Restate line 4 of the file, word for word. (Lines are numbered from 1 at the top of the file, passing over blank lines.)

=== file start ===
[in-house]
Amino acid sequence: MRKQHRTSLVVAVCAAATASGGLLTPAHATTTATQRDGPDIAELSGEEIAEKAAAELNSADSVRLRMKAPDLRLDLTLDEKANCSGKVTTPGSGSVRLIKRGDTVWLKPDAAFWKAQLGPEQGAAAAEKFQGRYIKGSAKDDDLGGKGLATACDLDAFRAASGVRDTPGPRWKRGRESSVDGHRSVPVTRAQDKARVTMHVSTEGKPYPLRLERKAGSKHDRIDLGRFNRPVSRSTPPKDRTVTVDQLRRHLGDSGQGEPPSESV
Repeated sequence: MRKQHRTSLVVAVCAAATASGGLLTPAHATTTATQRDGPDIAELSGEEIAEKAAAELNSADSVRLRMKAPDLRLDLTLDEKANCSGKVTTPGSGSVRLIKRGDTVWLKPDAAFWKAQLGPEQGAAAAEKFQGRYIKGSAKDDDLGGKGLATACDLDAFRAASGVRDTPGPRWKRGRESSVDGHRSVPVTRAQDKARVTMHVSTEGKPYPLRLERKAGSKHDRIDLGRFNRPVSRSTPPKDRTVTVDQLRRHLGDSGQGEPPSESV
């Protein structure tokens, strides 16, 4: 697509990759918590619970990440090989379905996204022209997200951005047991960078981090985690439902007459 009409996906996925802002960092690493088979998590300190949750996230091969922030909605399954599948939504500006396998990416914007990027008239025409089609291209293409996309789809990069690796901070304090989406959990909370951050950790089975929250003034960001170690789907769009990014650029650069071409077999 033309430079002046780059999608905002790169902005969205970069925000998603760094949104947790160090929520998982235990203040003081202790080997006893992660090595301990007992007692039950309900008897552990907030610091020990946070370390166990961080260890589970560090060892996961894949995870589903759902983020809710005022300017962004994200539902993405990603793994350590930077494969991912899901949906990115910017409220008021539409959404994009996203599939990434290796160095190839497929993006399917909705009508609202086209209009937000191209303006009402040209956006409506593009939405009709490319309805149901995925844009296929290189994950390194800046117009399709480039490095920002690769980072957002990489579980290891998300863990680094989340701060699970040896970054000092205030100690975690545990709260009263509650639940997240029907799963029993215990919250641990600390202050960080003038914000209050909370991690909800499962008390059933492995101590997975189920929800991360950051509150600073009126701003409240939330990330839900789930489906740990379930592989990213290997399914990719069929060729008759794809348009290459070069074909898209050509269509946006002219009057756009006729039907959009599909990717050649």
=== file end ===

């Protein structure tokens, strides 16, 4: 697509990759918590619970990440090989379905996204022209997200951005047991960078981090985690439902007459 009409996906996925802002960092690493088979998590300190949750996230091969922030909605399954599948939504500006396998990416914007990027008239025409089609291209293409996309789809990069690796901070304090989406959990909370951050950790089975929250003034960001170690789907769009990014650029650069071409077999 033309430079002046780059999608905002790169902005969205970069925000998603760094949104947790160090929520998982235990203040003081202790080997006893992660090595301990007992007692039950309900008897552990907030610091020990946070370390166990961080260890589970560090060892996961894949995870589903759902983020809710005022300017962004994200539902993405990603793994350590930077494969991912899901949906990115910017409220008021539409959404994009996203599939990434290796160095190839497929993006399917909705009508609202086209209009937000191209303006009402040209956006409506593009939405009709490319309805149901995925844009296929290189994950390194800046117009399709480039490095920002690769980072957002990489579980290891998300863990680094989340701060699970040896970054000092205030100690975690545990709260009263509650639940997240029907799963029993215990919250641990600390202050960080003038914000209050909370991690909800499962008390059933492995101590997975189920929800991360950051509150600073009126701003409240939330990330839900789930489906740990379930592989990213290997399914990719069929060729008759794809348009290459070069074909898209050509269509946006002219009057756009006729039907959009599909990717050649």